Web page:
Plant Biology looks at botany: the structure and function of plants.
Water in Plants
Water enters plants in the roots, travels to the xylem by the symplast or apoplast pathway. It moves up the xylem by cohesion-tension because of the polar nature of water. Xerophytes are adapted to dry conditions. See Water in Plants
Transpiration is the movement of molecules through the plant, to the leaf where water vapour leaves via the stomata. The leaf has a waxy cuticle and guard cells to control the rate of transpiration. See Transpiration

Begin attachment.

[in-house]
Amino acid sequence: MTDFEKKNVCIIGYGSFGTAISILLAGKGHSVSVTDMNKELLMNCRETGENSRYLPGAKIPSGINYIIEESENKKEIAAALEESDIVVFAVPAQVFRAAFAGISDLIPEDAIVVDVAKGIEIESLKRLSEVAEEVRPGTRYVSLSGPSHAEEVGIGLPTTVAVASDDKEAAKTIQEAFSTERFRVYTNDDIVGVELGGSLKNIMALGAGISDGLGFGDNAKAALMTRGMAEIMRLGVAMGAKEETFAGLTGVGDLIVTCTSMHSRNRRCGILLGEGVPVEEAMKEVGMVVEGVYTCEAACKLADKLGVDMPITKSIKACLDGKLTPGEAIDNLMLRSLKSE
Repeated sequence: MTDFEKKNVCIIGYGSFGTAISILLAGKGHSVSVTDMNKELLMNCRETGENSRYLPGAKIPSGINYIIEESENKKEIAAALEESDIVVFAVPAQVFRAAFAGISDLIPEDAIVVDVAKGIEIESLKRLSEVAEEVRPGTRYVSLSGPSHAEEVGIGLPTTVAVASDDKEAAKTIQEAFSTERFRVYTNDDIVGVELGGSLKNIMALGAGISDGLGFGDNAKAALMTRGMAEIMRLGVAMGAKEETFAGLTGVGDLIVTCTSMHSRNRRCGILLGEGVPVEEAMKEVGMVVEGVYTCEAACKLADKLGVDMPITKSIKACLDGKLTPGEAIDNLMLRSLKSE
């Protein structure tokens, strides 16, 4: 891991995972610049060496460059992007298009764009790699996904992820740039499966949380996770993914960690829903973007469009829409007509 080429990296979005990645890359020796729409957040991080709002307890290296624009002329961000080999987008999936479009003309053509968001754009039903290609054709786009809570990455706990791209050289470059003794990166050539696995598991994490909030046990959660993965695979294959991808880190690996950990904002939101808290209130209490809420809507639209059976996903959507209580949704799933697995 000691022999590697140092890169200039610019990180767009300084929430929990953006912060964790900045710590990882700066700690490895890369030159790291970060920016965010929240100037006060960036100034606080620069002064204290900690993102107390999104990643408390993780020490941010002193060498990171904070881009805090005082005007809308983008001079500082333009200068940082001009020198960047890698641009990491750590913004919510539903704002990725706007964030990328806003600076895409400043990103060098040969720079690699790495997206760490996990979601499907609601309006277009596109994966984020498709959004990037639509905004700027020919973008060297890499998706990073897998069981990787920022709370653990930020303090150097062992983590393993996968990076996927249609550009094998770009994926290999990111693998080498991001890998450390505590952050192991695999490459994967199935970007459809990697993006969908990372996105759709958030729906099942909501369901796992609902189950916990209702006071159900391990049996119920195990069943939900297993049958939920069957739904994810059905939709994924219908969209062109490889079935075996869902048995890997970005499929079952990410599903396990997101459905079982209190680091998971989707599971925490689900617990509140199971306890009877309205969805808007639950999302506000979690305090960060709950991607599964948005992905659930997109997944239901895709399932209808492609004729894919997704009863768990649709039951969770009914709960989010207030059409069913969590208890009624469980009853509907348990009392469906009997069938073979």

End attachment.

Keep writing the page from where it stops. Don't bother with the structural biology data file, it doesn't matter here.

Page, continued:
Roots and Translocation
The root has an epidermis, endodermis and parenchyma - phloem and xylem vessels run through the middle. Translocation is the mass flow of sugar through the plant. Evidence is in ringing and radioactive experiments. See Roots and Translocation
Auxins are plant growth hormones, they make cells grow longer and divide. A growth reaction is called a tropism (phototropism, hydrotropism). Plant hormones also have commercial applications in cuttings and weed killing. See Plant Growth
The simple plant cell has a cell wall, vacuole and chloroplasts, which animal cells don't. Plant cells can be adaptated, for instance, palisade leaf cells have lots of chloroplasts and are on the top surface of leaves. See Plant Cells